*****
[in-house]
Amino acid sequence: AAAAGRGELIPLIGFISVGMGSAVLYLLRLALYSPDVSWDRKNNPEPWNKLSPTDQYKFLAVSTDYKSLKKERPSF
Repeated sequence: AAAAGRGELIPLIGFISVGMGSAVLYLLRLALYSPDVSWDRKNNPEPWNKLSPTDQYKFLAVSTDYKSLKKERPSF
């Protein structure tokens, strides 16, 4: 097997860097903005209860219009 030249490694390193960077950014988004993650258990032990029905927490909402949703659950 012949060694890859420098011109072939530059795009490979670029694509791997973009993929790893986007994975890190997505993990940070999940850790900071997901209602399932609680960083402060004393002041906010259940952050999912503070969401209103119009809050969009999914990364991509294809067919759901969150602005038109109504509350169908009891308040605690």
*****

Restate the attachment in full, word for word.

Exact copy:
[in-house]
Amino acid sequence: AAAAGRGELIPLIGFISVGMGSAVLYLLRLALYSPDVSWDRKNNPEPWNKLSPTDQYKFLAVSTDYKSLKKERPSF
Repeated sequence: AAAAGRGELIPLIGFISVGMGSAVLYLLRLALYSPDVSWDRKNNPEPWNKLSPTDQYKFLAVSTDYKSLKKERPSF
């Protein structure tokens, strides 16, 4: 097997860097903005209860219009 030249490694390193960077950014988004993650258990032990029905927490909402949703659950 012949060694890859420098011109072939530059795009490979670029694509791997973009993929790893986007994975890190997505993990940070999940850790900071997901209602399932609680960083402060004393002041906010259940952050999912503070969401209103119009809050969009999914990364991509294809067919759901969150602005038109109504509350169908009891308040605690």